Should you be screened for lung cancer?

October 20, 2022


November is Lung Cancer Awareness Month, which makes it a good time to talk about yearly screening for lung cancer with your primary care provider.

Lung cancer is the leading cause of cancer death among both men and women. In fact, more people die of lung cancer every year than of colon, breast and prostate cancers combined.

The good news? Now there's a way to screen for it.

Low-dose CT scans have been found to be an effective way to find lung cancer early, at a more treatable stage. People at high risk for lung cancer are eligible for this test.

Who’s at high risk?

You need to meet certain criteria to be considered high risk for lung cancer. Annual screening with a low-dose CT scan is recommended for adults ages 50 to 80 who:

  • Have a 20-pack-year* smoking history
  • Currently smoke
  • Or have quit smoking within the past 15 years

*Pack years are determined by how many cigarettes you smoked annually. You would have a 20-pack-year history if you smoked a pack of cigarettes a day for 20 years. You also would have a 20-pack-year history if you smoked two packs a day for 10 years, or half a pack a day for 40 years.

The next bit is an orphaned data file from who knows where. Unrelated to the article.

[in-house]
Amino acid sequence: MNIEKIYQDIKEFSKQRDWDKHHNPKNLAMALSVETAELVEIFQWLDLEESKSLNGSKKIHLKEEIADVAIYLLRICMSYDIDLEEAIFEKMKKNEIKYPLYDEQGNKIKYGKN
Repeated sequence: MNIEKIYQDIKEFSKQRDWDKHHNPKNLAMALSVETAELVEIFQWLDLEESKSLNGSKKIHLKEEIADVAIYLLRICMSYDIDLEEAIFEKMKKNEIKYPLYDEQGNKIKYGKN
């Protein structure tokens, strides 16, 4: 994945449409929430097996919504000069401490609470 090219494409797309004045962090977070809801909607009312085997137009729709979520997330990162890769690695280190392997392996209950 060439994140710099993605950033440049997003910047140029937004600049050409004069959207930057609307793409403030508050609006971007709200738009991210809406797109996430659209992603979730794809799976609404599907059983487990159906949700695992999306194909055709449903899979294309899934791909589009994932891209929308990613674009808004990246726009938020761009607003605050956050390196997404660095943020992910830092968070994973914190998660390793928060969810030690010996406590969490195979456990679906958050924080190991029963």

Other factors that increase your risk

Although smoking is the number one cause of lung cancer, high exposure to the following agents can increase your risk for lung cancer:

  • Radon. Radon exposure is the second-leading cause of lung cancer. Radon is an odorless, invisible radioactive gas that resides in soil. It can come up through the soil and enter buildings and homes through small gaps and cracks. You can test your home for radon by purchasing an inexpensive test kit sold at most hardware stores.
  • Occupational hazards. These include but are not limited to asbestos, uranium, arsenic, cadmium, chromium, nickel and some petroleum products. If you think you’re exposed to dangerous chemicals at work, talk with your primary care provider about how you can protect yourself.
  • Particle pollution. There is evidence that exposure to tiny particles of pollution, including smoke, increases the risk for lung cancer.
  • Family history. A family history of lung cancer may also put you at higher risk for getting the disease. If members of your family have had lung cancer, let your primary care provider know.

Benefits and risks of screening

The main benefit of screening for lung cancer is saving lives. Lung cancer screening finds 80 percent of lung cancers at an early stage when they’re more treatable. Without screening, 70 percent of lung cancers are found at a later stage when there is little chance of a cure.

There are some risks with screening. For example, there is a low radiation exposure risk—a little higher than the dose women are exposed to when they get a mammogram.

There’s also the risk of false positives. This occurs when a test shows signs of cancer where actually there is none. This could expose a person to unnecessary follow-up tests, including biopsies.

To determine if you should begin yearly lung cancer screening, talk to your primary care provider. Please take this Lung Cancer Screening Quiz to find out if you’re eligible for testing.